...but not for long, if the university gets their way.
Although we may never know for sure, it's quite possible that the doomed handball court on the grounds of old St. Vincent's College is the oldest remaining handball court in the whole United States -- east or west of the Mississippi River.
A variety of sources, including the Northern California Handball Association, claim that the oldest documented handball court was located at 543 Market Street in San Francisco. City directories from as early as 1851 list "Thomas Cullen's Saloon and Shamrock Ball and Racket Court" at that address, which was apparently an Irish pub where one of the walls was used for handball. Irish immigrants during the California Gold Rush had brought the sport from their home country.
However, those Californians weren't the first handball players in the New World. Cape Girardeau already had a handball court in 1843. According to Vincentian church records, it was built by Joseph Lansman at the same time as the first St. Vincent's College building. In their book Our Dear Brother Joseph, Sharon Sanders and Diana Bryant write:
At this time, 1843, Lansman also erected the lower handball court, which then was called the ball alley near the river. This structure appears on the 1880 Bird's Eye View map of Cape Girardeau and in other lithographs and advertisements for the college. This alley was a large, thick brick wall complete with buttresses. Oral tradition states the alley was shelled by a Confederate gunboat travelling north on the Mississippi during the Civil War. Apparently, the commander mistakenly thought it was Fort D, one of four Union forts which guarded the city of Cape Girardeau. It is also possible he thought it was the city itself. At a latter date, the Vincentians sued to repair damages suffered during the Civil War and, after receiving minimal compensation, had the alley repaired. This court appeared whole on the 1880 map, and payout records for St. Vincent's note Lansman as the builder.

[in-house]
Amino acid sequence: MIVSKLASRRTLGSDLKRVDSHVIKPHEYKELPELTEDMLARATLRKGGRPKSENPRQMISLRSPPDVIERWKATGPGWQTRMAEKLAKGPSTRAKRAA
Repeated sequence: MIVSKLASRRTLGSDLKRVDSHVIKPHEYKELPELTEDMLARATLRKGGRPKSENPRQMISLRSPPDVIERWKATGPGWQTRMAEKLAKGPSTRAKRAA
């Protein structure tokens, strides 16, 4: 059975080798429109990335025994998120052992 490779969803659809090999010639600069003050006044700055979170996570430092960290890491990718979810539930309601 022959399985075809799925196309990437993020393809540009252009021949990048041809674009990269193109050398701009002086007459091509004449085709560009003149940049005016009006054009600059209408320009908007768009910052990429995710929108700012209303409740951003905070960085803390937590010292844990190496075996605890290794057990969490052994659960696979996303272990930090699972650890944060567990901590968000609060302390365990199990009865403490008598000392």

After the main college building was severely damaged by a tornado in 1850, Lansman set to work on repairs, as well as constructing a new addition. He was also, according to Vincentian records, asked to erect a second ball alley "on the same terms" as the addition. This was likely completed in 1853.
The 1880 Bird's Eye View does indeed show two handball courts: the first close to the river, and the second peeking out from behind the college building.
Of course, only one of these two handball alleys is still standing. The big question, then, is whether the current structure was the first one (1843) or the second one (1853). The nomination for the National Register of Historic Places states, "Secondary sources, including church histories prepared by the Vincentians, date the handball courts to 1843 and claim that they are the first such structures west of the Mississippi River."